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Vascular imaging and endovascular intervcntion in the management of benign vertebral body tumors in children 2005

Interventional Spine

James A Thomas, MD
michele H Johnson , MD, Non ASSR Member
jonathan Grauer , MD, Non ASSR Member
John Strugar , MD, Non ASSR Member

Purpose

To characterize the role of CT angiography, catheter arteriography, and endovascular intervention in the preoperative evaluation and management of benign pediatric vertebral body tumors both as an aid to preoperative planning and to reduce intraoperative blood loss.

Methods & Materials

Retrospective review of three pediatric vertebral body tumors encountered over the last three years where vascular imaging and endovascular techniques were crucial to the patient's surgical management.

Results

A 16 -year-old male presented with neck pain with MR demonstrating an expansile C1 vertebral body lesion. CT guided biopsy revealed osteoblastoma. CTA demonstrated a hypervascular mass and encasement of the vertebral artery. As a result of the CTA, an arteriogram, vertebral test occlusion and permanent left vertebral artery occlusion was performed preoperatively. Total surgical resection was achieved with minimal blood loss. He is disease and symptom free at 3.5 years post treatment.

A 10 year-old female presented with shoulder pain and was diagnosed with scoliosis and an expansile T2 lesion was seen on MRI. CT guided biospsy revealed the solid variant of aneurysmal bone cyst. CTA demonstrated large vessels surrounding T2 with tumoral hypervascularity, indicating the need for preoperative angiography and embolization. Following embolization, total surgical resection was achieved with minimal blood loss. She is disease and symptom free at 1.5 years post treatment..

A 15 male, was diagnosed with an expansile C1 lesion following a football injury. MRI/MRA revealed a mixed signal expansile lesion of the C2 vertebral body with near occlusion of the ipsilateral vertebral artery. CT guided biopsy revealed a benign fibrous lesion. CTA demonstrated significant hypervascularity to the osseous and adjacent soft tissues with near occlusion of the vertebral artery. Angiography revealed intrinsic tumoral neovascularity and a small amount of antegrade vertebral flow. Preoperative particulate embolization and vertebral occlusion were performed and near total surgical resection performed with minimal blood loss. He is disease and symptom free at 3 months post resection.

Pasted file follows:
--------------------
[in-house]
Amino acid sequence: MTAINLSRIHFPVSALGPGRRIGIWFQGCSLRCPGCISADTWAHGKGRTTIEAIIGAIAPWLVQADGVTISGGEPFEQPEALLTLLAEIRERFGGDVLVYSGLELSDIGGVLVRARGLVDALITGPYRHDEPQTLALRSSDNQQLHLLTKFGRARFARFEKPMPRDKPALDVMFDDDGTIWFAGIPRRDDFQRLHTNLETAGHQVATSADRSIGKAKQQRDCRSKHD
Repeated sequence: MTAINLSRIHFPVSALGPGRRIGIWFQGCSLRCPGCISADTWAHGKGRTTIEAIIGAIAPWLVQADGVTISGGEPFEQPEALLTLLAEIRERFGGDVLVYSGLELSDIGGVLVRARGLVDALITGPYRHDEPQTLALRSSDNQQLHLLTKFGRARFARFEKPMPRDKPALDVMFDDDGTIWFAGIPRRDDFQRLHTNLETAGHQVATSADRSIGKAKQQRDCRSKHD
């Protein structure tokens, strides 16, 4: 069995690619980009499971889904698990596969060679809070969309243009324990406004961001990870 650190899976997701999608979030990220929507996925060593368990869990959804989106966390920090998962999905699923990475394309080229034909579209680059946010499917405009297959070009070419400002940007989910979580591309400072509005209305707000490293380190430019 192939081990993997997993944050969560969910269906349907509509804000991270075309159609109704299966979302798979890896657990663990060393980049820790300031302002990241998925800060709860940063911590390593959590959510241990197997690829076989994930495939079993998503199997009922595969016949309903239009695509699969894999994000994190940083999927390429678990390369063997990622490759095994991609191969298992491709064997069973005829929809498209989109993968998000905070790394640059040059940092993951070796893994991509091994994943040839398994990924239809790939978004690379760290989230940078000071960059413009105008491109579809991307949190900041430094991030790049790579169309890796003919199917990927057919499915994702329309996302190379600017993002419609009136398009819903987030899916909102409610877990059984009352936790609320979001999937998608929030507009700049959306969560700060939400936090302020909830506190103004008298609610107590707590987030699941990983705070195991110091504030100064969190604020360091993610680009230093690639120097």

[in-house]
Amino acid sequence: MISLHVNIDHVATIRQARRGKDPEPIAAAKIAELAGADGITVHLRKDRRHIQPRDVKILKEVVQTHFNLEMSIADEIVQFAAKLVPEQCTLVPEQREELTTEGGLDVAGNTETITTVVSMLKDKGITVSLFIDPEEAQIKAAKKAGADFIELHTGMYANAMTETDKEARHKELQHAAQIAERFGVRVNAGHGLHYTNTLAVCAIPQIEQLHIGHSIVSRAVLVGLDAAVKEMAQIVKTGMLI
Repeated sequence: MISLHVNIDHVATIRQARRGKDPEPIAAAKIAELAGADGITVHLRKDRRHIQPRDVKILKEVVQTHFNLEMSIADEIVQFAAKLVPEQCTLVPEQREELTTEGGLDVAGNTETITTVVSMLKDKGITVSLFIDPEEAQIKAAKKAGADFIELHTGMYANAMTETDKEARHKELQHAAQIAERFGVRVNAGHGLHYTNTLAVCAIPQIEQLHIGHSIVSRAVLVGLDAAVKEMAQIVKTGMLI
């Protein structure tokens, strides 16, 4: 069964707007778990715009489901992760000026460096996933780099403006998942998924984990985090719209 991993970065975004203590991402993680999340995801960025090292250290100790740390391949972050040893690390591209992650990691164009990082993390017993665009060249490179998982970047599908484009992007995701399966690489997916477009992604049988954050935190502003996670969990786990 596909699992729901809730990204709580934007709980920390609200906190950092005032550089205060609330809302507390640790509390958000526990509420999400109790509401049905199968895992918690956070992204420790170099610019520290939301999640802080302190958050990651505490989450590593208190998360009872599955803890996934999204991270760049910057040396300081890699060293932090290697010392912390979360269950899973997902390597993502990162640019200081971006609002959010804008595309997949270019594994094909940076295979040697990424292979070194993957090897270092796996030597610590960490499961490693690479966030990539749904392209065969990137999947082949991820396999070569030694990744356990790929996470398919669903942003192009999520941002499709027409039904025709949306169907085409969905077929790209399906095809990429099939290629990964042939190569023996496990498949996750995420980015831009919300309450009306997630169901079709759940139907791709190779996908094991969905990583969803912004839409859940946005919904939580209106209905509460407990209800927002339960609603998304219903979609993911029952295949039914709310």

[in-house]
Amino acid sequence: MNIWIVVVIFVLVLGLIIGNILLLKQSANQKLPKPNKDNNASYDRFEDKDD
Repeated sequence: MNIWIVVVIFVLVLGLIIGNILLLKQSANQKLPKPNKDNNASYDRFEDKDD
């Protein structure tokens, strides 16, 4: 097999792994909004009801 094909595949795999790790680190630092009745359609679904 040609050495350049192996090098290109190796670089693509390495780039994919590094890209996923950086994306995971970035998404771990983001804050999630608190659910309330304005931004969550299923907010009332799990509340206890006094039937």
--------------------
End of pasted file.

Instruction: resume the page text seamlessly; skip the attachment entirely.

Conclusion

Many patients will have MRI/MRA following initial presentation, however, we have found that CTA at the time of CT guided biopsy to be an efficient way to assess the bony tumor matrix, the relationship of the bone to adjacent soft tissue structures, and to assess the presence of tumoral neovascularity, as well as the need for preoperative vertebral artery occlusion, in order to reduce blood loss and post surgical neurologic compromise.

Preoperative embolization is useful in those benign vertebral lesions demonstrating enlarged vessels on CTA in order to reduce intraoperative bleeding.

The need for preoperative vertebral artery test occlusion and preoperative permanent occlusion can be preoperatively defined by CT/CTA.

References

Felix S. Chew et. al AJR: 171, November 1998
Michael P. Marks Huy M. Do (Ed) Endovascular and Percutaneous Therapy of the Brain and Spine